Planner 1 is an Erin Condren Life Planner with daily hourly format which contains my agenda/schedule/task/”to do” list. This is the one I carry with me everywhere I go. I’ll list my work schedule and daily focus, then appointments and meetings I might have along with items I need to complete in a checklist format (pay bills, take attendance, mow the lawn, etc.). I’ll also slap a blank post-it on the page to jot things down that I want to remember (like the Glasses on Route 70). This year, I am purposely scheduling time blocks during each day/week for progress towards my monthly and yearly goals. For instance, I have a two-hour block each day for “writing and research,” and on Sundays when I’m prepping, I indicate what project I will focus on during each day’s writing block. I will fill most of January’s daily writing blocks with work towards my magazine assignments, but I’ll mix it up with “New Novel Work” or “Surf Book Research” on off-days. I’ll also schedule time to walk, meditate, query, read, beach sessions, household tasks, and laugh. Once I have scheduled my week in my planner, I’ll set up schedule alerts in my phone as another way to keep me accountable and on task. Dedicating time for my goals, my responsibilities, and my writing has helped me to stay focused without becoming distracted by the temptation of social media or butterfly fly-bys.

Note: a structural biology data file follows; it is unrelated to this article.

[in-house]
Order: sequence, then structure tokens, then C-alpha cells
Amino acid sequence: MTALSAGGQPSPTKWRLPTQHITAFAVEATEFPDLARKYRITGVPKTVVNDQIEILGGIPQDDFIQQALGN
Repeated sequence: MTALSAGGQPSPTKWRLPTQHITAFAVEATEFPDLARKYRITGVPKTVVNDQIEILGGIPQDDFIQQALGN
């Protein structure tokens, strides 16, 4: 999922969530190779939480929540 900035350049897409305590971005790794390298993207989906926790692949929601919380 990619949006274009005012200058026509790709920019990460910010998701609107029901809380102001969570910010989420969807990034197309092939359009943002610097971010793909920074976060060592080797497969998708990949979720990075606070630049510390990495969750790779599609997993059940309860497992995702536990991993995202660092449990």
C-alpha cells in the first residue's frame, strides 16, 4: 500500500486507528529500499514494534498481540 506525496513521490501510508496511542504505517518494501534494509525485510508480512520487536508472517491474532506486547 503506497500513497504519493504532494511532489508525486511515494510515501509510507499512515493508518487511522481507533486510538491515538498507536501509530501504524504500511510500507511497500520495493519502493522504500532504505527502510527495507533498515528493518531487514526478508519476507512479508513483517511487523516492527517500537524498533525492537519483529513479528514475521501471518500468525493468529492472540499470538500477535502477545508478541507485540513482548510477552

Planner 2 is my daily diary from The Happy Planner (8.5 by 11 format, vertical daily layout, health and wellness theme), which is where I compose a diary-type entry each night. Most of the time I write things I want to remember or highlights of my day in incomplete sentences, like my niece’s laughter or the color of the sunset. If I’m too tired at night to write, I make sure I do it first thing the next morning. I also keep a running list of places I went, places I ate, and one-liners I recopy from Planner 1 in my daily diary. Sometimes I’ll tape in pictures I took or things I picked up throughout my day.
Planner 3 is new this year, a 7 by 9″ planner from The Happy Planner (classic format, horizontal format for each day, beautiful Coastal Good Vibes theme). Inside its pages, I mapped out my daily/monthly/yearly goals for 2020 with its purpose to keep me more accountable for making progress towards what I hope to accomplish this year. Each goal is color coded, and I use the daily day blocks to log what I accomplished each day. I also complete a “skeleton schedule” for the upcoming week which I transfer into Planner 1’s schedule after I see my open time slots for each day. This planner has helped me to focus on all of my goals (the “big picture”) while breaking each down in manageable chunks of progress for the week. Both Planner 1 and Planner 2 have a monthly goals section, and Planner 3 helps me to refine what I declare on those pages as my monthly goals.